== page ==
It’s hard to imagine an injured highly paid professional athlete as a workers’ compensation claimant. Their wealth shields them for many of the difficulties an injured worker can experience. But their experience as injured workers gives the public insight into the some of the challenges faced by injured workers.
New Orleans Pelicans forward and NBA top draft pick, Zion Wiliamson, injured his right knee in the preseason. Here are few takeaways on the injury and its media coverage from the perspective of a workers’ compensation lawyer.
New employees are more likely to get hurt – Studies show that new employees are more likely to get hurt on the job. In this respect Zion Williamson is similar to many other new employees. Injuries to new employees pose all sorts of issues for injured workers. How do you calculate workers’ compensation benefits? What if you have to miss time from work? Williamson likely doesn’t have those problems for a few reasons.
Average weekly wage – A major issue for new employees is how to calculate the amount of their workers’ compensation benefits. Even if Williamson wasn’t making millions of dollars, this wouldn’t be a problem for him because he has an actual employment contract that states how much he is to be paid.
Leave for the injured new employee – A typical employee at-will employee isn’t required to be granted leave until they have been employed for one year. That assumes the employee is covered by the Family Medical Leave Act. But Williamson is covered by a contract with the Pelicans. He is also covered by a collective bargaining agreement through the NBA Players Association. So unlike the typical new at-will employee hurt on the job, Williamson likely has the time to recover from his work injury without having to worry about losing his job.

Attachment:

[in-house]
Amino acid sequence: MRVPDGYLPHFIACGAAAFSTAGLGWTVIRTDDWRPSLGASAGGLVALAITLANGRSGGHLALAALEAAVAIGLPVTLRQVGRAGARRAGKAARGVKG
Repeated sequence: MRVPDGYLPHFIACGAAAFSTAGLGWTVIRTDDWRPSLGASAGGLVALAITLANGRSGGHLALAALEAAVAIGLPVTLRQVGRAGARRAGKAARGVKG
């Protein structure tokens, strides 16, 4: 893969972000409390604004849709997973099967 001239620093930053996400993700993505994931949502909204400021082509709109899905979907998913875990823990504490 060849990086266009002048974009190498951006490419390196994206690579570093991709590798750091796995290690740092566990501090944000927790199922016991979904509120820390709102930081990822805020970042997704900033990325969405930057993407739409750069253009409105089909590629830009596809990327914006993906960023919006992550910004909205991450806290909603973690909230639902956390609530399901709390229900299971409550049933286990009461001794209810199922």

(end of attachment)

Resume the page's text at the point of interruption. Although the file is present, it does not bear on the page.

Pre-existing injuries and uncertainties over reporting – Williamson injured his right knee playing for Duke in February 2019. At least according to press reports, there is some question about the right knee injury occurred. Nonetheless, I would assume the Pelicans will pick up Williamson’s medical care through workers’ compensation.
But if you aren’t an elite-level NBA power forward and you tell your employer you aren’t sure how you hurt your knee, but you know you hurt it eight months ago, don’t be surprised if workers’ compensation doesn’t cover that injury.
On the off chance the Pelicans deny Williamson’s workers’ compensation, claim based on causation and/or the definition of accident, Williamson probably would have the money to cover his medical treatment. Most other injured workers lack that ability.
As an aside, if it was determined that Williamson’s knee injury was caused by his play at Duke, those injuries would not be covered by workers’ compensation. Eventhough the NCAA recently allowed student-athletes to make money through endorsements, they aren’t employees who are entitled to workers’ compensation.
General ignorance of workers’ compensation – I like basketball but I don’t follow it closely. I didn’t find out about Williamson’s injury until I saw an article in The Onion entitled “Pelicans HR Informs Zion Williamson Knee Surgery Not Covered Until 90 Days Into First Season.”
Employers are required to carry workers’ compensation and employees are covered by workers’ compensation on their first day of work. The Onion is satire but it’s fairly typical of the misunderstanding of workers’ compensation by the media and entertainment industry. California’s Assembly Bill 5 is often described as a bill that provides sick leave and health insurance to gig economy workers. Sick leave and health insurance often aren’t required benefits, but workers’ compensation is a mandatory benefit. AB5 expands workers’ compensation to gig economy workers.
Wall Street Journal columnist Andy Kessler was griping about AB5 in a recent column. Kessler didn’t mention workers’ compensation in his column. Any pundit opining about AB5 who doesn’t understand the fundamentals of employee benefits, should be discounted or ignored.